by Kevin Barrett, cocktail director at Foundationphotograph by Nick PironioA few months back, when spring and summer were meeting, I took a trip to Central America to visit my friend Lazlo and climb some volcanoes.He would prefer I not mention which country. He has high demands for anonymity. We’ve known each other a while. Lazlo’s gotten me into and out of more trouble then I’ll ever admit, and he had been pestering me to come see him in Guatemala — whoops! Oh, well, he’s already relocated.Lazlo and I met up in Guatemala City, because that’s where my plane landed. It’s a mostly charmless city with few redeeming qualities. But at the time – with the promise of travel and adventure in front of me – it held a certain allure.After salutations, we checked into a hotel and went about the town eating and drinking and catching up. Lazlo’s not much for the phone, and I’m not much for heartfelt emails, so we had a lot to catch up on. We ended up at the hotel balcony drinking Gallo beer and Ron Zacapa rum into the wee hours.Our original plan to scale several volcanoes got sidetracked immediately because the rainy season started early. Lazlo’s alternative plan seemed reasonable to me at the time: After we spent the night in the capital city, we would do something epic. We decided we weren’t just going to get drunk together in yet another country. Or maybe he let me think we decided that.First thing the next morning, we caught a chicken bus to Antigua. Yes, a chicken bus, just like on TV, but with an elaborate paint job, and without the animals. The driver whipped around skinny mountain roads while another guy hung out the door yelling, “Antigua, Antigua, Antigua…”After a few days in Antigua, we took a 12-person shuttle van – basically an express chicken bus – to San Pedro and got a room at a hostel. One of the many endearing things about Guatemala, besides the people, the food, the culture, the climate, and the volcanoes – is the hammocks. They’re everywhere, and it just feels right.We bounced around San Pedro for a few wet nights, drank Ron Botran rum, and smoked Guatemalan cigarettes. I told Lazlo that this might not be the best way to prepare for our epic feat.“It’s part of your training,” he told me.From there, we chicken bussed it to Quetzaltenango, or Xela, 7,500 feet above sea level and Lazlo’s home base. This is where we were going to do something epic.That turned out to be hiking to Lake Chicabal in the crater of Chicabal volcano. It’s a sacred place to Mam Mayans, surrounded by ceremonial altars. It’s also 9,000 feet above sea level.Lazlo has a good set of lungs, a long gait, and doesn’t sweat much. I have a hard time keeping up with him on a flat surface at sea level. The steady, gradual climb destroyed my will. Every once in a while, Lazlo would look back and say, “You doing all right?”Around every corner I suspected we would reach the top. I was disappointed many, many times. None so much as when I dragged my feet past a woman of 80 who wasn’t breaking a sweat.When we reached the top, I let him know his training regimen wasn’t working for me.“Doesn’t it, though?” he said.I asked him how he climbed so steadily.“It’s the way down that gets you,” he said. “Bad on your knees.”I couldn’t believe him. The way down was going to be cake. Maybe I’d be ahead of him on the way down. That was my gift, going downhill. I was going to excel at that.I didn’t. Lazlo was ahead of me the whole way down.The next day, we made the awful decision to climb Santa Maria, 12,250 feet above sea level. Three and a half hours into the climb, when my hands and feet started tingling, I finally asked how much further. I was pretty sure my body was sending all my blood away from my limbs and to my organs to try to keep me alive a bit longer, thus the tingling. I was drowning in the clouds.The last stretch was done on my hands and knees. The incline was so steep even Lazlo had to get his hands dirty. The moment it was over, and we had reached the top, and I was sure there was no more climbing, I wondered why I’d done this to myself. Maybe I did it so I could write a story about it. When I finally saw where we were, above the cloud line, I knew. How many people got to see this?The climb down went a bit faster, but left the soles of my feet bruised and my left big toe swollen and bleeding. I wanted to tell Lazlo that he was right – the climb down really does get you – but he was too far ahead to hear. Lazlo’s ClimbThis drink commemorates Guatemala and all of Central America, not to mention Lazlo’s epic climb of the Santa Maria volcano. This is a drink you can easily make at home during an Indian summer in Raleigh. I recommend using crushed ice.2 ounces Ron Zacapa rum1 ounce pineapple or mango juice½ ounce fresh lime juice½ ounce OJ5 to 7 dashes Peychaud’s bitters or½ ounce grenadineMix all ingredients, except bitters, in a shaking tin and dry shake (no ice). Pour mixture over crushed ice into a tall Collins or swizzle/pilsner glass. Top with Peychaud’s bitters or ½ ounce float of grenadine for a sweeter October.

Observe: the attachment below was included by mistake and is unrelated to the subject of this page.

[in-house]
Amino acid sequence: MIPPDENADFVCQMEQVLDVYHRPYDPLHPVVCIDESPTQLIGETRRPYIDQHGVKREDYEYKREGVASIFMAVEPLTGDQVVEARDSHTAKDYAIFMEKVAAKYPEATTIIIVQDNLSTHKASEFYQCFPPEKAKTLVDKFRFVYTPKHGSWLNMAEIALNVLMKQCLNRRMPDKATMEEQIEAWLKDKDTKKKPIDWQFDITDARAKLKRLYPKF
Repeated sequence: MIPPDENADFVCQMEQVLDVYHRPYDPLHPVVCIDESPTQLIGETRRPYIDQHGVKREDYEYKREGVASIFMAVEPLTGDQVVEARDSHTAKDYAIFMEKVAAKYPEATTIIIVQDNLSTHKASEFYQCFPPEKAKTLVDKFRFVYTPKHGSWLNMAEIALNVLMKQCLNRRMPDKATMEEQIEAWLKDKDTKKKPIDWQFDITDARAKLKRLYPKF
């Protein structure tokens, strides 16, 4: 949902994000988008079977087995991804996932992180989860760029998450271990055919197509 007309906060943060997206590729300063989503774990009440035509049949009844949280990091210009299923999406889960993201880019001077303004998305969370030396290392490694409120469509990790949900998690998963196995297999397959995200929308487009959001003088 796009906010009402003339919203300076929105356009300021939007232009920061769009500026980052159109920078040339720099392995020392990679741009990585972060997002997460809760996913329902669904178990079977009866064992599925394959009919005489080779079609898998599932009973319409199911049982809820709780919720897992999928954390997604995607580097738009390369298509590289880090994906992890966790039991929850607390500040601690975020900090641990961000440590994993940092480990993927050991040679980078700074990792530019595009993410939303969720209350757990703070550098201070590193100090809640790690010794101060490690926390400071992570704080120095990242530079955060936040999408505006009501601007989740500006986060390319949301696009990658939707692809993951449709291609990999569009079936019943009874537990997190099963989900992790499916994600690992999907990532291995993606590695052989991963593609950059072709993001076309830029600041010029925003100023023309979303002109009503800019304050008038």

photo courtesy North Carolina State Archivesby Ernest DollarThis season, as you’re making your list and checking it twice, our area retailers would be grateful if you remember to “shop local.” That didn’t used to be a matter of choice. Local was the only option, and in Raleigh, it was often a colorful one. Ernest Dollar, director of the City of Raleigh Museum, found this fascinating photo of one of Fayetteville Street’s early sellers of wine, oysters, cigars, and groceries.Bananas and other fruits hang in the windows of Antonio Leo Dughi’s store at 235 Fayetteville Street, around 1900.Dughi stands in front of his store with his son, John (far right), and a young Dughi child. Customers and store clerks stand to the left, as does as an oyster wagon pulled by horse named Nancy. The ice cream wagon on the right was pulled by horse named John.Dughi and his wife were forerunners of the great wave of Italian immigration to the United States in the late 19th century. Dughi arrived in 1875 and eventually settled in Raleigh, where he established a store in a cramped downtown building.Dughi’s wagons helped his store become wildly popular by delivering fresh seafood, produce, ice creams, and novelty items to families across Raleigh. The Junaluska sign on top of the building refers to a wine company by that name.